FDMEE connections – ODI trickery for Oracle databases

I recently wrapped up an infrastructure project at a client that needed to prove the connection between Peoplesoft and FDMEE would work. The client will then use this connection going forward as he builds out his brand new implementation.

We kept getting stuck with the FDMEE connection “initialize” step. The DBA granted us read-only access to the Peoplesoft tables through a separate schema than the owner of the tables. For security reasons, they didn’t want us logging directly into the Oracle database as the owner of the Peoplesoft tables and for that I cannot blame them. I setup the connection in ODI as I have a few times before and expected that everything would be just fine. Unfortunately, we kept getting an Oracle error in ODI: ORA-00942: table or view does not exist.

I connected to the schema using SQL Developer and when I tried to view the tables, I could see that no tables existed under my service account schema. I was able to query the Peoplesoft tables through synonyms, though, so we assumed that everything would work fine.

As we looked at the errors in the ODI logs, we could see that it was attempting to access the tables using a “Schema.Table” naming convention. The schema that it was using was our service account schema “SVC_HYPERIONSQL”. Since that schema didn’t contain any tables, it was clear that was the cause behind the errors, but how to get the integration to point to the correct schema where the tables exist?

I went back into ODI and looked at the Data Server connection. That’s when I realized that the “Schema” that it was asking for needed to be the owner of the Peoplesoft tables. We could use our other service account schema as the Work Schema, but in order for the integrations to run properly, they needed to access the tables using the correct account, which was SYSADM for this environment.

Must select the proper schema that owns the ERP tables.

Must select the proper schema that owns the ERP tables when using Oracle repositories.

After selecting the proper schema, the “Initialize” step in FDMEE worked without a hitch.

Oracle Data Integrator available

ODI is now also available for download.  New installs of ODI support Java 1.7 for server components, which I thought was interesting.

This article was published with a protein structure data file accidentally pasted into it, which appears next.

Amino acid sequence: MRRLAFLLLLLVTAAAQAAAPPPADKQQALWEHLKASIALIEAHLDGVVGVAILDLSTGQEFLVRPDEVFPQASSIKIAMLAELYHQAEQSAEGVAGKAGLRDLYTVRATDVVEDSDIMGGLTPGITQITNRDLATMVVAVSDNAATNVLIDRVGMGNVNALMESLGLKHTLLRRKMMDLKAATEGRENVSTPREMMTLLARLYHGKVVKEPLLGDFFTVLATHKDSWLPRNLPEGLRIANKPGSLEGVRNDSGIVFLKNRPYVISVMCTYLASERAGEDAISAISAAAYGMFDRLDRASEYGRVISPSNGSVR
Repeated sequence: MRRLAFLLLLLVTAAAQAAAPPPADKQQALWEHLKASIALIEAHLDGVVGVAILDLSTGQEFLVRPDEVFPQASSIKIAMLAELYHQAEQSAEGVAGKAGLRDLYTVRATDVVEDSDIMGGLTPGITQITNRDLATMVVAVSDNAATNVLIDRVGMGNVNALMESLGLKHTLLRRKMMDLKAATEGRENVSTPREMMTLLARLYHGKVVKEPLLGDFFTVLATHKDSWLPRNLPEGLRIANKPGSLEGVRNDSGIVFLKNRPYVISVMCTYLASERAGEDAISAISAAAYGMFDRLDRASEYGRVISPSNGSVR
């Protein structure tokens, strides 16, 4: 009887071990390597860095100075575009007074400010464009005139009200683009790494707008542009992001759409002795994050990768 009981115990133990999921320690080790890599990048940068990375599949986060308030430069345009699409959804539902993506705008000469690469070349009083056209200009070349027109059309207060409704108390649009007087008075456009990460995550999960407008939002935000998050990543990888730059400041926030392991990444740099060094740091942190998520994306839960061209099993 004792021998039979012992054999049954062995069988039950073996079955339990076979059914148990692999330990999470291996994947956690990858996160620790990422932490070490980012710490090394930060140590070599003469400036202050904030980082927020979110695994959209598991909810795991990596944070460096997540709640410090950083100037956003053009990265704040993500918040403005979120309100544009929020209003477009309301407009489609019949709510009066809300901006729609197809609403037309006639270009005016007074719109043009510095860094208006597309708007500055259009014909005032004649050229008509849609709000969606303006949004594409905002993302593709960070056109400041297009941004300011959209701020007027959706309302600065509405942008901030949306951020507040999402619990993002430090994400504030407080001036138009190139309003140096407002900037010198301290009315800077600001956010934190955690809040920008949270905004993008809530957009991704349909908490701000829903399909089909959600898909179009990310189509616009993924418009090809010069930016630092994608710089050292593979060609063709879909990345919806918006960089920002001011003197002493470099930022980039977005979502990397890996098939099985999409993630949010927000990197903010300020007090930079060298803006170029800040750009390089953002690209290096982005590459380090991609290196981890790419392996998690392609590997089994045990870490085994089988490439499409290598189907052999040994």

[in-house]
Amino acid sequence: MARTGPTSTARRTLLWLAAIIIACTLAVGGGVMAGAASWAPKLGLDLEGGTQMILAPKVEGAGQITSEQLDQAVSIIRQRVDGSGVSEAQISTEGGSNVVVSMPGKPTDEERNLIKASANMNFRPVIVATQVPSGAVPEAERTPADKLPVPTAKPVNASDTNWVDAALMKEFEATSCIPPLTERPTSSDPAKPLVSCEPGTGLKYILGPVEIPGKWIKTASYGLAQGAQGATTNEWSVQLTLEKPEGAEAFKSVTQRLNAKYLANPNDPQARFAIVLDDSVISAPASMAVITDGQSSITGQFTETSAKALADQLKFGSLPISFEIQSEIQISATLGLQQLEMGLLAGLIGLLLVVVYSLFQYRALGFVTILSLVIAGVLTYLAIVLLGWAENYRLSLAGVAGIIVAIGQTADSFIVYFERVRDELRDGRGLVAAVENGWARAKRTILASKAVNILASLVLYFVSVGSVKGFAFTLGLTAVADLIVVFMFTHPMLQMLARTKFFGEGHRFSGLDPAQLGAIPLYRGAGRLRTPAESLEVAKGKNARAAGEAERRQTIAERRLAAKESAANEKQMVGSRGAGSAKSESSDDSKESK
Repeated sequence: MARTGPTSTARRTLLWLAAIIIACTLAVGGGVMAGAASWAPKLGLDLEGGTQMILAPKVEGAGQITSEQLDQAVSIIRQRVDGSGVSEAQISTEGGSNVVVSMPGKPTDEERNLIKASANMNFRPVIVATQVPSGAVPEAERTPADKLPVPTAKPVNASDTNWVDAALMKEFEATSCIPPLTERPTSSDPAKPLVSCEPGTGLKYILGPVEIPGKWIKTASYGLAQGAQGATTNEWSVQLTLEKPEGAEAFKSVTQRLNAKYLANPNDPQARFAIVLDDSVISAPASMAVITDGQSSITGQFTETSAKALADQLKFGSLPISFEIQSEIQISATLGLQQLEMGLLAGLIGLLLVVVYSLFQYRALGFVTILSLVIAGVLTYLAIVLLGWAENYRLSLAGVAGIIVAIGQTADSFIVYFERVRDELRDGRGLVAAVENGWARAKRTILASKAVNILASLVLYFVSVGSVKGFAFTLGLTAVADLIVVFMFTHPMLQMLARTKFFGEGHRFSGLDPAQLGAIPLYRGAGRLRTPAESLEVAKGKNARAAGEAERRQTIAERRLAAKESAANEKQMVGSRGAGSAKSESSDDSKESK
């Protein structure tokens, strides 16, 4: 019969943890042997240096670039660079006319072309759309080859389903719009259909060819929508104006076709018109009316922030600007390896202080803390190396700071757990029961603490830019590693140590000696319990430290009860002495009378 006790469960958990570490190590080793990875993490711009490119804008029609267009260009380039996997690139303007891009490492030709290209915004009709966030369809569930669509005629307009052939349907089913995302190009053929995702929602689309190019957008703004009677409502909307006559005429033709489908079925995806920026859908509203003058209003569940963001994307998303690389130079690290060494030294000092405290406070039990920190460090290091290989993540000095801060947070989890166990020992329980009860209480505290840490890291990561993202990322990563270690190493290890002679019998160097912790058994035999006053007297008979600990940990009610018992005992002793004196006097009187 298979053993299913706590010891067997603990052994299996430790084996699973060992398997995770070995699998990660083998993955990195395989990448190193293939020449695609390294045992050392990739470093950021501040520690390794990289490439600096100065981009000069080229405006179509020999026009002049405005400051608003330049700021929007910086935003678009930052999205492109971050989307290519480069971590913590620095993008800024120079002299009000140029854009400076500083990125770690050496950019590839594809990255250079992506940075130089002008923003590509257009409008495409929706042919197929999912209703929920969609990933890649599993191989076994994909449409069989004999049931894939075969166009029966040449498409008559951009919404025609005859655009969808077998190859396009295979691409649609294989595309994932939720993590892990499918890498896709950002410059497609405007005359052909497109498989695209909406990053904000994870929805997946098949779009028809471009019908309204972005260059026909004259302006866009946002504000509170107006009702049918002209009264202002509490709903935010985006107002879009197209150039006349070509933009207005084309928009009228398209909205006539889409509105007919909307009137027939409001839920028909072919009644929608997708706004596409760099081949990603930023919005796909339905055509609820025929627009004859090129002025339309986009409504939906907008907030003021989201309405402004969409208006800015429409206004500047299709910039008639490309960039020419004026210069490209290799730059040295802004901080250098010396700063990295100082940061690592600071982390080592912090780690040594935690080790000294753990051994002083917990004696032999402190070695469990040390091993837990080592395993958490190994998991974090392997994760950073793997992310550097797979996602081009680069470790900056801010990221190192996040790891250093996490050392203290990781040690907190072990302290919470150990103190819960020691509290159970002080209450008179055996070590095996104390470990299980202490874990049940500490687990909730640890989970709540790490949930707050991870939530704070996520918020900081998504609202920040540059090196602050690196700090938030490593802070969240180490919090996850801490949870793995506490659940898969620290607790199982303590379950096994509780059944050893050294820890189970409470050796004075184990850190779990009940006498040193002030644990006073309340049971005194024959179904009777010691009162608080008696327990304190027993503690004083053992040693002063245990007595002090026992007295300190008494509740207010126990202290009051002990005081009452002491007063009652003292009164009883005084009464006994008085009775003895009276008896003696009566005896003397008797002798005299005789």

New features in this release:

ODI WebSphere Support (Hot-Pluggability)
This ODI release introduces the support of IBM WebSphere Application Server (WAS). ODI Agents and datasources can now be deployed on Oracle WebLogic Server (WLS) and IBM WebSphere Application Server (WAS).

XML Driver Enhancements
Full support for XML Schema constructs by using standard Oracle parser:

  • New JDBC driver parameter compat_mode to indicate the compatibility with mapping modes such as the XDK XSD parser.
  • New JDBC driver command WRITEMAPPINGFILE to help understand the relational structure that has been created for the XSD/DTD file. The mapping file contains the element/attribute name to table/table.column name mapping for each element/attribute.
  • The JDBC command CREATE SCHEMA includes now the compat_mode parameter.

SSL Support for Standalone Agent
The Standalone Agent now supports the SSL protocol for secure connectivity. New parameters added to specify the Standalone Agent server side transport protocol and to configure the SSL truststore and keystore:

  • New environment variables in agent.sh/agent.bat scripts
  • New configuration variables in odiparams.sh/odiparams.bat scripts
  • Java system properties in odiparam.sh/odiparams.bat scripts

Include EDQ Open Tool in ODI Core
The EDQ Open Tool introduced in ODI 11gR1 PS2 ( to invoke an Oracle Enterprise Data Quality (Datanomic) Job is now available as a standard ODI tool. The OdiEnterpriseDataQuality tool includes a new, optional parameter to connect MBean domains.


From an EPM perspective, we just scratch the surface of what ODI can do.  Most of my clients are operating under the limited use license that comes with Planning and/or HFM.   ODI is a great tool that allows some great automation to be built for EPM administrators, though.  Most of my experience with ODI has been replacing old HAL routines during Planning application upgrades, so these features don’t really change the game very much for me.

If you want it, here it is; come and get it:  Oracle Data Integrator Downloads.